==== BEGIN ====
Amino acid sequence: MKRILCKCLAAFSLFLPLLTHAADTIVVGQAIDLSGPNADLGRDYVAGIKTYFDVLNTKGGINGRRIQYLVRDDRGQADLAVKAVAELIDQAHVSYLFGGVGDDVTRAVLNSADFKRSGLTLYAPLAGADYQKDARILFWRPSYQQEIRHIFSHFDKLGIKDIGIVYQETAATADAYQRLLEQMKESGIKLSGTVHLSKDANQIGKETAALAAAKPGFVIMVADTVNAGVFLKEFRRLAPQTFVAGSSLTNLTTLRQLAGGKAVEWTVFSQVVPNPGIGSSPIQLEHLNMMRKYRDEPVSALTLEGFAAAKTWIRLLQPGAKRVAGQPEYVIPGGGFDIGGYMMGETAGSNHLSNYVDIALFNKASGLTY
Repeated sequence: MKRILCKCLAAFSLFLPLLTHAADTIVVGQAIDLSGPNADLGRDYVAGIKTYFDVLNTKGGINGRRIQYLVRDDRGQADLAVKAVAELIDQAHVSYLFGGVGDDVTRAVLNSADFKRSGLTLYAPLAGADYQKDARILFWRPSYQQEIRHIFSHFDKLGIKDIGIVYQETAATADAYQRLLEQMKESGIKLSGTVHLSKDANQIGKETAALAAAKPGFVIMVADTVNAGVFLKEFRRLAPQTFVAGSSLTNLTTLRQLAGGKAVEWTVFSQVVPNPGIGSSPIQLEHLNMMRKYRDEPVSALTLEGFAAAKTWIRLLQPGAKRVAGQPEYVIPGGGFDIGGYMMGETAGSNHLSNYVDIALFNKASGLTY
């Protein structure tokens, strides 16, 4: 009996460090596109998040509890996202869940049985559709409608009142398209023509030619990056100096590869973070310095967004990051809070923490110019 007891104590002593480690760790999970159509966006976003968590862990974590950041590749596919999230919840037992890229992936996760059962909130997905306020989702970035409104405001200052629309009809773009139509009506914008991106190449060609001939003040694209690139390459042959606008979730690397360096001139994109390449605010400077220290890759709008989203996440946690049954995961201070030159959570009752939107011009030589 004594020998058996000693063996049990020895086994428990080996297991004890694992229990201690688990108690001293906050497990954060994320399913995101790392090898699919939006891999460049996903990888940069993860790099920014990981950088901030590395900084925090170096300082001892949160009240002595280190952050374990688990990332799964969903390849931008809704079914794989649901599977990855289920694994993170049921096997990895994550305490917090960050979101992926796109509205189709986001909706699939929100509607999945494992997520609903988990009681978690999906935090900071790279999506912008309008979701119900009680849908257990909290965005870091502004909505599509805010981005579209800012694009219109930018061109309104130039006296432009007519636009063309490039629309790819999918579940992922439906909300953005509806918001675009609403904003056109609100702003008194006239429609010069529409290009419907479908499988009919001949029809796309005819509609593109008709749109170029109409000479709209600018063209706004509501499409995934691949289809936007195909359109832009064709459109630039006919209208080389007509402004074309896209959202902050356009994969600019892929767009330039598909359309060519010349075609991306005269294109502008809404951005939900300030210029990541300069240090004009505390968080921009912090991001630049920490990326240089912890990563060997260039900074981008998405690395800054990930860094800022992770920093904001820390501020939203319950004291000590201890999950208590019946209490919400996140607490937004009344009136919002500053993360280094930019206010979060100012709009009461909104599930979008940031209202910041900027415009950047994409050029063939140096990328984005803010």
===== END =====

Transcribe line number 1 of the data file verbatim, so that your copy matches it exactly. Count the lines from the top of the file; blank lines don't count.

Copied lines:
Amino acid sequence: MKRILCKCLAAFSLFLPLLTHAADTIVVGQAIDLSGPNADLGRDYVAGIKTYFDVLNTKGGINGRRIQYLVRDDRGQADLAVKAVAELIDQAHVSYLFGGVGDDVTRAVLNSADFKRSGLTLYAPLAGADYQKDARILFWRPSYQQEIRHIFSHFDKLGIKDIGIVYQETAATADAYQRLLEQMKESGIKLSGTVHLSKDANQIGKETAALAAAKPGFVIMVADTVNAGVFLKEFRRLAPQTFVAGSSLTNLTTLRQLAGGKAVEWTVFSQVVPNPGIGSSPIQLEHLNMMRKYRDEPVSALTLEGFAAAKTWIRLLQPGAKRVAGQPEYVIPGGGFDIGGYMMGETAGSNHLSNYVDIALFNKASGLTY